Isaac was also more exposed in terms of his back-story and learning more about our protagonist helped us to relate to the man we were controlling as well as providing some extra incentive to survive.
We don't want to spoil bits of the story for anyone who hasn't played all the way through Dead Space 2 yet but we especially liked the way Isaac's wife was integrated into the story as well. We want to see where that goes in the third.
Ultimately all of this served to make our main character more complicated and three-dimensional, which is always a good thing in our book.
Like we said, some people we sceptical about removing the helmet but we think it's opened up far more opportunities in terms of character development potential and we want to see that really grasped and extended in the third outing.
Dead Space 2's multiplayer doesn't really work and, in a way, that'll be music to a lot of survival horror fans who probably wouldn't hold back in hitting Visceral with a big fat "Told you so".
Dead Space's appeal is the expertly crafted atmosphere it manages to conjure by using various visual and audio techniques at the right time, progressing the story in a specific way or just straight up hitting you with everything it's got for a completely different kind of scare.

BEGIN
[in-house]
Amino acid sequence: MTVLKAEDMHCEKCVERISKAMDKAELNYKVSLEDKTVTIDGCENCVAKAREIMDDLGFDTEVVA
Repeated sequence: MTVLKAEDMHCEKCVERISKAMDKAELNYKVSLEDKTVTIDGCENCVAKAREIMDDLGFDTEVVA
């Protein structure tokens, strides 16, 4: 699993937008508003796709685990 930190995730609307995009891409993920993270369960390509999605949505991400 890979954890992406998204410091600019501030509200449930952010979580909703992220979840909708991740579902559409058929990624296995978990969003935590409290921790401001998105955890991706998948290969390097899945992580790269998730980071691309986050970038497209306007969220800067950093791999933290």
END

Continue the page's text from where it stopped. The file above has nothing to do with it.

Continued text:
With multiplayer the ability to manipulate the gameplay in a controlled way like that is taken away from the studio meaning you can't get the kind of atmosphere in Dead Space 2's multiplayer that you do in its campaign.
Visceral wanted players to work together, especially when it comes to playing as Necromorphs where the idea is to play with the humans, sneak around and intimidate them before going in for the kill.
Most of the modes are geared towards teamwork as well but the scoring system in Dead Space 2's multiplayer actually favours people who play it like a basic deathmatch over those who work towards the co-op objective. Rack up kills on your lonesome and you'll rank higher than someone who has been working away at trying to gather the Shock Mine pieces in the Titan Mines mode for example.
So Visceral needs to work on multiplayer's scoring system to encourage people to play as was intended. Not only will that make for some more fulfilling team based gamery but it will go some way to creating some of the urgency and tension that the single campaign has as well.